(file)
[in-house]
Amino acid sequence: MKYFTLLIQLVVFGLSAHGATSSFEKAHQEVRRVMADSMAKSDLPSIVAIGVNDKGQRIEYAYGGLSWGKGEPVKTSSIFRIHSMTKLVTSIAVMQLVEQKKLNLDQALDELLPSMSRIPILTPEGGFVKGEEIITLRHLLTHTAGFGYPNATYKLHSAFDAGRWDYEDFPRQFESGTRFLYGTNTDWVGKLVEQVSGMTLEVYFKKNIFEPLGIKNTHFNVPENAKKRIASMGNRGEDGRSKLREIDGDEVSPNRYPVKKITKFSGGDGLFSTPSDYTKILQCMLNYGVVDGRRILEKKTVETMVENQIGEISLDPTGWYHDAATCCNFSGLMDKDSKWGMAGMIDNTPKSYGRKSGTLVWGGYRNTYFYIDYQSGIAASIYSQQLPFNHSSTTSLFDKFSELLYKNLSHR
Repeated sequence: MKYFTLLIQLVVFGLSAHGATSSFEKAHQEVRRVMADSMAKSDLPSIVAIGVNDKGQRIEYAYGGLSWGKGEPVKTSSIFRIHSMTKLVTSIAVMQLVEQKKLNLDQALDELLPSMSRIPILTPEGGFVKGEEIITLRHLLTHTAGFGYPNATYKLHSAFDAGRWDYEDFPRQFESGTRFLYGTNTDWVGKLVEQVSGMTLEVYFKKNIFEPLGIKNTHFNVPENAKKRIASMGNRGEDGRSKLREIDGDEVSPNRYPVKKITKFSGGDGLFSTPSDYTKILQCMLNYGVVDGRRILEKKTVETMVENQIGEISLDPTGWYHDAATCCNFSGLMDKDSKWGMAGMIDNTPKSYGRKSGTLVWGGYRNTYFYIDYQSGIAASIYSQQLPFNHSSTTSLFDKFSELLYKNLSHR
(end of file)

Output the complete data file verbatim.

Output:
[in-house]
Amino acid sequence: MKYFTLLIQLVVFGLSAHGATSSFEKAHQEVRRVMADSMAKSDLPSIVAIGVNDKGQRIEYAYGGLSWGKGEPVKTSSIFRIHSMTKLVTSIAVMQLVEQKKLNLDQALDELLPSMSRIPILTPEGGFVKGEEIITLRHLLTHTAGFGYPNATYKLHSAFDAGRWDYEDFPRQFESGTRFLYGTNTDWVGKLVEQVSGMTLEVYFKKNIFEPLGIKNTHFNVPENAKKRIASMGNRGEDGRSKLREIDGDEVSPNRYPVKKITKFSGGDGLFSTPSDYTKILQCMLNYGVVDGRRILEKKTVETMVENQIGEISLDPTGWYHDAATCCNFSGLMDKDSKWGMAGMIDNTPKSYGRKSGTLVWGGYRNTYFYIDYQSGIAASIYSQQLPFNHSSTTSLFDKFSELLYKNLSHR
Repeated sequence: MKYFTLLIQLVVFGLSAHGATSSFEKAHQEVRRVMADSMAKSDLPSIVAIGVNDKGQRIEYAYGGLSWGKGEPVKTSSIFRIHSMTKLVTSIAVMQLVEQKKLNLDQALDELLPSMSRIPILTPEGGFVKGEEIITLRHLLTHTAGFGYPNATYKLHSAFDAGRWDYEDFPRQFESGTRFLYGTNTDWVGKLVEQVSGMTLEVYFKKNIFEPLGIKNTHFNVPENAKKRIASMGNRGEDGRSKLREIDGDEVSPNRYPVKKITKFSGGDGLFSTPSDYTKILQCMLNYGVVDGRRILEKKTVETMVENQIGEISLDPTGWYHDAATCCNFSGLMDKDSKWGMAGMIDNTPKSYGRKSGTLVWGGYRNTYFYIDYQSGIAASIYSQQLPFNHSSTTSLFDKFSELLYKNLSHR